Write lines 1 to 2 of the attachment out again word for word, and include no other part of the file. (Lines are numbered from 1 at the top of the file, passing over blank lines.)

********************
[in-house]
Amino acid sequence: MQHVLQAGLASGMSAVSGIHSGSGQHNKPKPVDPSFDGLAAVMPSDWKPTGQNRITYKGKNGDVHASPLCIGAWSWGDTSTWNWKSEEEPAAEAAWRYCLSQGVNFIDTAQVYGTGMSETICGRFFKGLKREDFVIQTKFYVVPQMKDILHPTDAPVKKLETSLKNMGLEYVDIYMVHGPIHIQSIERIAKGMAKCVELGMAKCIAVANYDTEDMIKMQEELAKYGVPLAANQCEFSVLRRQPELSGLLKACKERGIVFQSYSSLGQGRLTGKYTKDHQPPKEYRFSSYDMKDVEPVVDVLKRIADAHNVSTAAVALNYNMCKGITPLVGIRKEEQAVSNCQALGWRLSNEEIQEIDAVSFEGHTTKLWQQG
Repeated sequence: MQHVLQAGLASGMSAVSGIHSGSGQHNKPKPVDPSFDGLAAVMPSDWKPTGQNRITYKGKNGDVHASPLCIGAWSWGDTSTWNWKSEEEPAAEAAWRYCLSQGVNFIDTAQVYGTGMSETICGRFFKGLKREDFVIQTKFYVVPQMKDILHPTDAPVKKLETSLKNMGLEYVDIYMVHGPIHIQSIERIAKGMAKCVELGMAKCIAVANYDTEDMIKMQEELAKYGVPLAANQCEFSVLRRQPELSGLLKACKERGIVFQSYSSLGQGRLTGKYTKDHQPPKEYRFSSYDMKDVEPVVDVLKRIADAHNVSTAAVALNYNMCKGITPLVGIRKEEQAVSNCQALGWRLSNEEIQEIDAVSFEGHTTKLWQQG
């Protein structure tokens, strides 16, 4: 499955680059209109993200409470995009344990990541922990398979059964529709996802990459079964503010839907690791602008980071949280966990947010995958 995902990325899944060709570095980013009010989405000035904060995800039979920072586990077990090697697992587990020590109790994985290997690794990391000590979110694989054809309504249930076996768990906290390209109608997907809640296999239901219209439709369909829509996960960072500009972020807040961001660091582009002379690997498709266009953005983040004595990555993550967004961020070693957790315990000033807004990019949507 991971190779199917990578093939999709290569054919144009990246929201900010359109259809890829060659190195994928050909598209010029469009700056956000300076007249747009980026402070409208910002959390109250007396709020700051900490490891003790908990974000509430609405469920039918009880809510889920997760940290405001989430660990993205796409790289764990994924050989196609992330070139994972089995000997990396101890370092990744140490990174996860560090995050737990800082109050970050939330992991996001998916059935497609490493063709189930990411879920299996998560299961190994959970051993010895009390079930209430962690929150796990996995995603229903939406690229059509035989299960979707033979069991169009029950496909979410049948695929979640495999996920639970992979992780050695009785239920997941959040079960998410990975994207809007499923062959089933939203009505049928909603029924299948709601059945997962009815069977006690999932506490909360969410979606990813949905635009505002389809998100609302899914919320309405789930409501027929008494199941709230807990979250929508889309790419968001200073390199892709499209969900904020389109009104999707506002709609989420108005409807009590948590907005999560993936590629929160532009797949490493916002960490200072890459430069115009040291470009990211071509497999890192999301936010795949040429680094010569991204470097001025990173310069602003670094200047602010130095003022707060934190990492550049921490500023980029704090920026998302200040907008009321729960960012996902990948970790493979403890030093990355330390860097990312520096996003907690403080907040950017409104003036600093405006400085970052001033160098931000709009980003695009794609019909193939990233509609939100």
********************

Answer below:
[in-house]
Amino acid sequence: MQHVLQAGLASGMSAVSGIHSGSGQHNKPKPVDPSFDGLAAVMPSDWKPTGQNRITYKGKNGDVHASPLCIGAWSWGDTSTWNWKSEEEPAAEAAWRYCLSQGVNFIDTAQVYGTGMSETICGRFFKGLKREDFVIQTKFYVVPQMKDILHPTDAPVKKLETSLKNMGLEYVDIYMVHGPIHIQSIERIAKGMAKCVELGMAKCIAVANYDTEDMIKMQEELAKYGVPLAANQCEFSVLRRQPELSGLLKACKERGIVFQSYSSLGQGRLTGKYTKDHQPPKEYRFSSYDMKDVEPVVDVLKRIADAHNVSTAAVALNYNMCKGITPLVGIRKEEQAVSNCQALGWRLSNEEIQEIDAVSFEGHTTKLWQQG